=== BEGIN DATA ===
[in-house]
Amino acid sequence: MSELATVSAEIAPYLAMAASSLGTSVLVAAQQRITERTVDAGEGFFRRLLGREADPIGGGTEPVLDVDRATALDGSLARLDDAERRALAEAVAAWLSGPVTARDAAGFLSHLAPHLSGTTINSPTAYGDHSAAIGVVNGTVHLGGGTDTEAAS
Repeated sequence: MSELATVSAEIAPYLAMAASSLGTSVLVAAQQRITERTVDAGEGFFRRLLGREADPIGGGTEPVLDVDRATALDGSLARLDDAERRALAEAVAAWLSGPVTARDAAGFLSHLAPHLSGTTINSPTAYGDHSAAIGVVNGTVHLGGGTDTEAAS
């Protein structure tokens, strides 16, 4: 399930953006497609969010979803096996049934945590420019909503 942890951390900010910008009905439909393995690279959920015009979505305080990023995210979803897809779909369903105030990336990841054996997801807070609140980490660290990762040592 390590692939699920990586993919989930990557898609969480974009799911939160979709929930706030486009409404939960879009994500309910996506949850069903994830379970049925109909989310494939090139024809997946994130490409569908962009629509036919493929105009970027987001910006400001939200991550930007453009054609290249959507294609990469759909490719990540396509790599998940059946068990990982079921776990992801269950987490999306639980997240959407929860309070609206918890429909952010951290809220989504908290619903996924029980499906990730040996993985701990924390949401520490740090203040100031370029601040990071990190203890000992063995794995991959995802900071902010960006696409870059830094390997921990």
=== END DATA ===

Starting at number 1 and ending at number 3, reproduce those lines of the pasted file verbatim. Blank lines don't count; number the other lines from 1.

[in-house]
Amino acid sequence: MSELATVSAEIAPYLAMAASSLGTSVLVAAQQRITERTVDAGEGFFRRLLGREADPIGGGTEPVLDVDRATALDGSLARLDDAERRALAEAVAAWLSGPVTARDAAGFLSHLAPHLSGTTINSPTAYGDHSAAIGVVNGTVHLGGGTDTEAAS
Repeated sequence: MSELATVSAEIAPYLAMAASSLGTSVLVAAQQRITERTVDAGEGFFRRLLGREADPIGGGTEPVLDVDRATALDGSLARLDDAERRALAEAVAAWLSGPVTARDAAGFLSHLAPHLSGTTINSPTAYGDHSAAIGVVNGTVHLGGGTDTEAAS